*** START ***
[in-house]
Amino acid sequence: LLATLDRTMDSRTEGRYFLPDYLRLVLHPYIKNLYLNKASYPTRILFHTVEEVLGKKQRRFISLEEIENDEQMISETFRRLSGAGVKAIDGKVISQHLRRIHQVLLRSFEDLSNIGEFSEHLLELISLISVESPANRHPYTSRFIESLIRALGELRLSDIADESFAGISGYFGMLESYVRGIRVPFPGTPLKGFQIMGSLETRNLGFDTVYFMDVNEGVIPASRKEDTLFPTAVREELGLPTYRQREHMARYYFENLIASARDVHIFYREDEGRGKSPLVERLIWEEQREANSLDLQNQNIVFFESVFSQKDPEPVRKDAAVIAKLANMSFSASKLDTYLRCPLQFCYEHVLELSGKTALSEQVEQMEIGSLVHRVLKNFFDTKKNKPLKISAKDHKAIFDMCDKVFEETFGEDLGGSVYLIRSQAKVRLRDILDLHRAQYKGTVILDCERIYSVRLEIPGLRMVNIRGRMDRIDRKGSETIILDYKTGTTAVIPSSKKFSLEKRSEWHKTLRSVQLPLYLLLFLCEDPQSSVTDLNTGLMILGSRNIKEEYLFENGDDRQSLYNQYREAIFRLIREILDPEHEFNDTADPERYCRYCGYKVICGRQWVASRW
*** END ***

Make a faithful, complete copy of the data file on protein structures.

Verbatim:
[in-house]
Amino acid sequence: LLATLDRTMDSRTEGRYFLPDYLRLVLHPYIKNLYLNKASYPTRILFHTVEEVLGKKQRRFISLEEIENDEQMISETFRRLSGAGVKAIDGKVISQHLRRIHQVLLRSFEDLSNIGEFSEHLLELISLISVESPANRHPYTSRFIESLIRALGELRLSDIADESFAGISGYFGMLESYVRGIRVPFPGTPLKGFQIMGSLETRNLGFDTVYFMDVNEGVIPASRKEDTLFPTAVREELGLPTYRQREHMARYYFENLIASARDVHIFYREDEGRGKSPLVERLIWEEQREANSLDLQNQNIVFFESVFSQKDPEPVRKDAAVIAKLANMSFSASKLDTYLRCPLQFCYEHVLELSGKTALSEQVEQMEIGSLVHRVLKNFFDTKKNKPLKISAKDHKAIFDMCDKVFEETFGEDLGGSVYLIRSQAKVRLRDILDLHRAQYKGTVILDCERIYSVRLEIPGLRMVNIRGRMDRIDRKGSETIILDYKTGTTAVIPSSKKFSLEKRSEWHKTLRSVQLPLYLLLFLCEDPQSSVTDLNTGLMILGSRNIKEEYLFENGDDRQSLYNQYREAIFRLIREILDPEHEFNDTADPERYCRYCGYKVICGRQWVASRW